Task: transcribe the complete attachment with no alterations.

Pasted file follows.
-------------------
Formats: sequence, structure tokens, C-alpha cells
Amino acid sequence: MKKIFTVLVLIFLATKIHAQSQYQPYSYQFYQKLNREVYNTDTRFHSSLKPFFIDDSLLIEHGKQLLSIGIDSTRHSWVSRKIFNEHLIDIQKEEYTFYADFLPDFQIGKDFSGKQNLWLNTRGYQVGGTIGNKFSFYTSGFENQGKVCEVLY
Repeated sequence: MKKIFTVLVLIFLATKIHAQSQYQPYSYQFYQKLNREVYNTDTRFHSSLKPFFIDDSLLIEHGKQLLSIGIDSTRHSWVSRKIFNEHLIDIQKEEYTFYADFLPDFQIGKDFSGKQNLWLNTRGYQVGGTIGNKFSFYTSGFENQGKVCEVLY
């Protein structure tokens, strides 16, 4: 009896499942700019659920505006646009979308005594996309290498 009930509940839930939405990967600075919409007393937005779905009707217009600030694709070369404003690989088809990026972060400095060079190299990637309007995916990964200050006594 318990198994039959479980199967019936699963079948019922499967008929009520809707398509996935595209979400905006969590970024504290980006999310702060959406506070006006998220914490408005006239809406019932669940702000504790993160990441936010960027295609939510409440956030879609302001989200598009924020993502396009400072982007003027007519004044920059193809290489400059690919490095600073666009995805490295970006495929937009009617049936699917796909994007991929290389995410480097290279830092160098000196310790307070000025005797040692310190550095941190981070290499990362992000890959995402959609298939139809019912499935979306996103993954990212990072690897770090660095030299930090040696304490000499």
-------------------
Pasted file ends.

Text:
Formats: sequence, structure tokens, C-alpha cells
Amino acid sequence: MKKIFTVLVLIFLATKIHAQSQYQPYSYQFYQKLNREVYNTDTRFHSSLKPFFIDDSLLIEHGKQLLSIGIDSTRHSWVSRKIFNEHLIDIQKEEYTFYADFLPDFQIGKDFSGKQNLWLNTRGYQVGGTIGNKFSFYTSGFENQGKVCEVLY
Repeated sequence: MKKIFTVLVLIFLATKIHAQSQYQPYSYQFYQKLNREVYNTDTRFHSSLKPFFIDDSLLIEHGKQLLSIGIDSTRHSWVSRKIFNEHLIDIQKEEYTFYADFLPDFQIGKDFSGKQNLWLNTRGYQVGGTIGNKFSFYTSGFENQGKVCEVLY
């Protein structure tokens, strides 16, 4: 009896499942700019659920505006646009979308005594996309290498 009930509940839930939405990967600075919409007393937005779905009707217009600030694709070369404003690989088809990026972060400095060079190299990637309007995916990964200050006594 318990198994039959479980199967019936699963079948019922499967008929009520809707398509996935595209979400905006969590970024504290980006999310702060959406506070006006998220914490408005006239809406019932669940702000504790993160990441936010960027295609939510409440956030879609302001989200598009924020993502396009400072982007003027007519004044920059193809290489400059690919490095600073666009995805490295970006495929937009009617049936699917796909994007991929290389995410480097290279830092160098000196310790307070000025005797040692310190550095941190981070290499990362992000890959995402959609298939139809019912499935979306996103993954990212990072690897770090660095030299930090040696304490000499």